Messaging Cohousing to various orgs (was Re: Cohousing Weekend - July 16-18 in Conway NH)
From: Craig Ragland (craigraglandgmail.com)
Date: Sun, 27 Jun 2010 08:10:57 -0700 (PDT)
As is often the case, I agree with much (but not all) of what Sharon says.
Sharon, it was great to meet you last weekend at the conference. Lets create
more time to talk at the 2011 conference there in DC (your backyard).

I think a high-level point is to consider exactly:

   Who's the audience?

as we figure out what to say to whom.

I think we need to think strategically about what we say, delivering the
most useful messages to best serve our needs. It isn't necessary or helpful
for forming groups to run into roadblocks because they are trying to explain
cohousing to everybody you encounter... that job belongs to others,
including Coho/US.

While you have an ethincal requirement to share openly and transparently
this with prospective residents. There are many decision-makers that will
affect your project. With those we to be very cautious about our messaging
to those that don't care much about our needs. They do care about whether
actually develop the property, pay taxes, pay back loans, be a good
insurance risk, follow the laws and local zoning, etc., etc.

Craig

On Sun, Jun 27, 2010 at 7:58 AM, Sharon Villines
<sharon [at] sharonvillines.com>wrote:

>
>
> On Jun 26, 2010, at 4:10 PM, Liz Ryan Cole wrote:
>
> > a permissible use?
>
> Not sure if "permissible use" is a legal term or not, but from reading
> this list for ~15 years, many people have gotten zoning variations.
>
> One community in Utah got permission to build on 4 parcels of land by
> grouping all the houses at the four corners. Which suggests an
> argument based on the number of houses that would be on the land if it
> were separate parcels.
>
> > CO-HOUSING PROJECT.  A residential development or project on one or
> > more contiguous parcels of land,
> > developed by a group of people who define the community as
> > cohousing and who intend to live in the community themselves ,
> > designed and built in accordance with the co-housing requirements of
> > Article XIII operated as a condominium, co-op or similar form which
> > allows for individual ownership of each dwelling unit, and including
> > one or more common areas for use by the residents such as a shared
> > kitchen, dining area, library, computer room, laundry, greenhouse,
> > fitness area, play area or the like
>
> > COHOUSING PROJECT.  A residential development on ________.
>
> Specify the land since you own it and the vagueness sounds like they
> would be approving this use any where in the town/county. They
> certainly won't want to do that because it would require a full
> revamping of their code.
>
> > developed by a group of people
>
>
> Again, too vague. Put in the name of your group and legally
> incorporate yourselves if you have to.
>
> >  who define the community as cohousing
>
> If you mention cohousing at all don't call it a community unless that
> word is a big deal in your area -- is town selling itself that way?
> There are ways to define cohousing that make it more palatable.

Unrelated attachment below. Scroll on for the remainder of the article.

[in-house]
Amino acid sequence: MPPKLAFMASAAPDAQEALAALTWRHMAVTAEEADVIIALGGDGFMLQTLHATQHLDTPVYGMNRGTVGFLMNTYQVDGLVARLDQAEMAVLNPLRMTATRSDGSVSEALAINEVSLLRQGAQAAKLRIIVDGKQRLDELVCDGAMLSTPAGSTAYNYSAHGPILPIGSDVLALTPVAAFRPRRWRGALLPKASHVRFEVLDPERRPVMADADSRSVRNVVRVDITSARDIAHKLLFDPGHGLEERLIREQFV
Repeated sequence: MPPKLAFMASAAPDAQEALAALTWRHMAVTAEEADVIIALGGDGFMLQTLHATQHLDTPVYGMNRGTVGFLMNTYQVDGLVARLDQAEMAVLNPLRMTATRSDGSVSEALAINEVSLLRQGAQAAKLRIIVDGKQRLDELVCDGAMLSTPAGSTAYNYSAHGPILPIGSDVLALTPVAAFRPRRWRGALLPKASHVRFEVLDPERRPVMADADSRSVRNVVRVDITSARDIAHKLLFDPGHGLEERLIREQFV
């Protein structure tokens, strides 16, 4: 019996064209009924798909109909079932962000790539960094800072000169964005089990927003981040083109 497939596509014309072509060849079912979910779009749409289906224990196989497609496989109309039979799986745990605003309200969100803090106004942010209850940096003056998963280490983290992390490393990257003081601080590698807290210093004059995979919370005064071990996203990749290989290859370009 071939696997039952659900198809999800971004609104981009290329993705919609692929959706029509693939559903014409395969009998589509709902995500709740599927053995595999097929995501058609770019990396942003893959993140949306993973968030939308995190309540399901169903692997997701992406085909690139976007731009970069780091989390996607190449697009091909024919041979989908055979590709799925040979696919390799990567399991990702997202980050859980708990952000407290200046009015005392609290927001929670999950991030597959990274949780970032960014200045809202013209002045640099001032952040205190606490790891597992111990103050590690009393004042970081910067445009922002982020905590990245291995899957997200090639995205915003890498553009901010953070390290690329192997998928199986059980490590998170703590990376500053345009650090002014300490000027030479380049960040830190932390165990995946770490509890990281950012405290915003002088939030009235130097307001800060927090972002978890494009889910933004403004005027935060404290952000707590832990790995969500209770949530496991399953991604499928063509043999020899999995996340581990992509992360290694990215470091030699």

> "Building Sustainable Neighborhoods" by Mid Atlantic Cohousing is a
> good small book that presents "cohousing neighborhoods" from the
> developer's point of view. It would be persuasive, I think, to a
> planning board.
>
> The pictures are also a good sell. They look like "real" houses and
> condos.
>
> >  and who intend to live in the community themselves
>
> Many people build their own houses and request zoning variations of
> one sort or another (zoning can get really weird). I'm not sure what
> the wording would be here but it could be better. You might say
> something like. "Members of the [name of legal entity] are developing
> the homes for their families.... "
>
> I would suggest paying Jim Leach or Katy McCamet for an  hour of their
> time to discuss ways to word this so it is likely to be acceptable and
> for approaching the zoning board.
>
> > designed and built in accordance with the co-housing requirements of
> > Article XIII operated as a condominium, co-op or similar form which
> > allows for individual ownership of each dwelling unit
>
> What does Article XIII refer to? If they allow condominiums why
> wouldn't they allow this one? You don't even have to mention
> cohousing. It's irrelevant to the approval unless there are other
> issues related to your design and Article XIII.
>
> > , and including one or more common areas for use by the residents
> > such as a shared kitchen, dining area, library, computer room,
> > laundry, greenhouse, fitness area, play area or the like
>
> Without figures in front of me I would say that the definition of
> condominiums now includes common facilities like swimming pools,
> clubhouses, "party kitchens," fitness rooms, "business centers," etc.
>
> But don't say "shared." Sounds like a commune. Use "available to
> residents."
>
> Although I just found this fine phrase on a condo description,
> "evocative communal spaces," which sounds like free love. Check out:
>
> http://www.condominiums.com
>
> There are so many ways to say things. If you can sit in on any
> meetings of the planning or zoning board, or read transcripts or
> reports, it would be very helpful you to find out what they are
> thinking and how they respond to other people. Helps avoid some
> language pitfalls, like one person who is against all exterior
> lighting on the southeast corner or roofs that are slanted at 30
> degrees instead of 33.
>
> And then there are the neighbors. That's the next challenge.
>
> Sharon
> ----
> Sharon Villines
> "Let us make a special effort to stop communicating with each other,
> so we can have some conversation." Judith Martin
>
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>
>
>

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